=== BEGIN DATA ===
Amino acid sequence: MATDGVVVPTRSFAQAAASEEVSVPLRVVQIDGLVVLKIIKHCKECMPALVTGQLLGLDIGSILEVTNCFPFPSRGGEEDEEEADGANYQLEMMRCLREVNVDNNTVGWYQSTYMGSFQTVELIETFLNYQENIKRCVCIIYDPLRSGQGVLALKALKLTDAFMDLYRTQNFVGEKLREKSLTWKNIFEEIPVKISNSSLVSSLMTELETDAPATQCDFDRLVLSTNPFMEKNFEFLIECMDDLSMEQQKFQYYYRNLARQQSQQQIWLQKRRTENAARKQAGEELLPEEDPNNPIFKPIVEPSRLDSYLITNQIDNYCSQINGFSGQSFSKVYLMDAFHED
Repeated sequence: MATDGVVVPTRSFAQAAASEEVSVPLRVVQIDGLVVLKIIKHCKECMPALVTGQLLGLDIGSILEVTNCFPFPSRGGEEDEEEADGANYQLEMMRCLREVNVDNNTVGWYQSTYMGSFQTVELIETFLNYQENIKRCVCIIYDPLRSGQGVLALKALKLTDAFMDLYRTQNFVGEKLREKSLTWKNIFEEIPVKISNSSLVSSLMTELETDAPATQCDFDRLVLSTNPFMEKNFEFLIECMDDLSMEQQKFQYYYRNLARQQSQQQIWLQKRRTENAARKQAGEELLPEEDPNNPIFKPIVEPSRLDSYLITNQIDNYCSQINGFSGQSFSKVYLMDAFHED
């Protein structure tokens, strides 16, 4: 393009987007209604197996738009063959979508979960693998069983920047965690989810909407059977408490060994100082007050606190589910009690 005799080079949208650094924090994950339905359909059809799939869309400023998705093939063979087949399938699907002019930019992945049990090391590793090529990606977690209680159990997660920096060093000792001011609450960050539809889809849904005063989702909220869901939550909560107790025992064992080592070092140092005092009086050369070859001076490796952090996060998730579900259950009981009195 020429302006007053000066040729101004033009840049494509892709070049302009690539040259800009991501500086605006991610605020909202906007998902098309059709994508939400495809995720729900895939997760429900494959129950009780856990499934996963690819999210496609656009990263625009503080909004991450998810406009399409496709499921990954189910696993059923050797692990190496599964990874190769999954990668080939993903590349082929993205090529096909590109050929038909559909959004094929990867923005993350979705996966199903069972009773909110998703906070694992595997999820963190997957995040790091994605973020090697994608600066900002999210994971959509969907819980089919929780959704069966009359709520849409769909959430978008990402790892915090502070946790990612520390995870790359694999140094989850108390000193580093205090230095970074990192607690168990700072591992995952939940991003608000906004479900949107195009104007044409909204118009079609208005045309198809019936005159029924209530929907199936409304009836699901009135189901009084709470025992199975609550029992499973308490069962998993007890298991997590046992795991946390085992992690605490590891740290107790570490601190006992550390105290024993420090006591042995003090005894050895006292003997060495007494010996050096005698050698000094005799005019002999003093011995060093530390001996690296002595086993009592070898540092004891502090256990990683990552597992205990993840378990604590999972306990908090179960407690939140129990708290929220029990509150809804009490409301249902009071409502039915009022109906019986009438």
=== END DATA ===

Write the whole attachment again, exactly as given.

Amino acid sequence: MATDGVVVPTRSFAQAAASEEVSVPLRVVQIDGLVVLKIIKHCKECMPALVTGQLLGLDIGSILEVTNCFPFPSRGGEEDEEEADGANYQLEMMRCLREVNVDNNTVGWYQSTYMGSFQTVELIETFLNYQENIKRCVCIIYDPLRSGQGVLALKALKLTDAFMDLYRTQNFVGEKLREKSLTWKNIFEEIPVKISNSSLVSSLMTELETDAPATQCDFDRLVLSTNPFMEKNFEFLIECMDDLSMEQQKFQYYYRNLARQQSQQQIWLQKRRTENAARKQAGEELLPEEDPNNPIFKPIVEPSRLDSYLITNQIDNYCSQINGFSGQSFSKVYLMDAFHED
Repeated sequence: MATDGVVVPTRSFAQAAASEEVSVPLRVVQIDGLVVLKIIKHCKECMPALVTGQLLGLDIGSILEVTNCFPFPSRGGEEDEEEADGANYQLEMMRCLREVNVDNNTVGWYQSTYMGSFQTVELIETFLNYQENIKRCVCIIYDPLRSGQGVLALKALKLTDAFMDLYRTQNFVGEKLREKSLTWKNIFEEIPVKISNSSLVSSLMTELETDAPATQCDFDRLVLSTNPFMEKNFEFLIECMDDLSMEQQKFQYYYRNLARQQSQQQIWLQKRRTENAARKQAGEELLPEEDPNNPIFKPIVEPSRLDSYLITNQIDNYCSQINGFSGQSFSKVYLMDAFHED
């Protein structure tokens, strides 16, 4: 393009987007209604197996738009063959979508979960693998069983920047965690989810909407059977408490060994100082007050606190589910009690 005799080079949208650094924090994950339905359909059809799939869309400023998705093939063979087949399938699907002019930019992945049990090391590793090529990606977690209680159990997660920096060093000792001011609450960050539809889809849904005063989702909220869901939550909560107790025992064992080592070092140092005092009086050369070859001076490796952090996060998730579900259950009981009195 020429302006007053000066040729101004033009840049494509892709070049302009690539040259800009991501500086605006991610605020909202906007998902098309059709994508939400495809995720729900895939997760429900494959129950009780856990499934996963690819999210496609656009990263625009503080909004991450998810406009399409496709499921990954189910696993059923050797692990190496599964990874190769999954990668080939993903590349082929993205090529096909590109050929038909559909959004094929990867923005993350979705996966199903069972009773909110998703906070694992595997999820963190997957995040790091994605973020090697994608600066900002999210994971959509969907819980089919929780959704069966009359709520849409769909959430978008990402790892915090502070946790990612520390995870790359694999140094989850108390000193580093205090230095970074990192607690168990700072591992995952939940991003608000906004479900949107195009104007044409909204118009079609208005045309198809019936005159029924209530929907199936409304009836699901009135189901009084709470025992199975609550029992499973308490069962998993007890298991997590046992795991946390085992992690605490590891740290107790570490601190006992550390105290024993420090006591042995003090005894050895006292003997060495007494010996050096005698050698000094005799005019002999003093011995060093530390001996690296002595086993009592070898540092004891502090256990990683990552597992205990993840378990604590999972306990908090179960407690939140129990708290929220029990509150809804009490409301249902009071409502039915009022109906019986009438």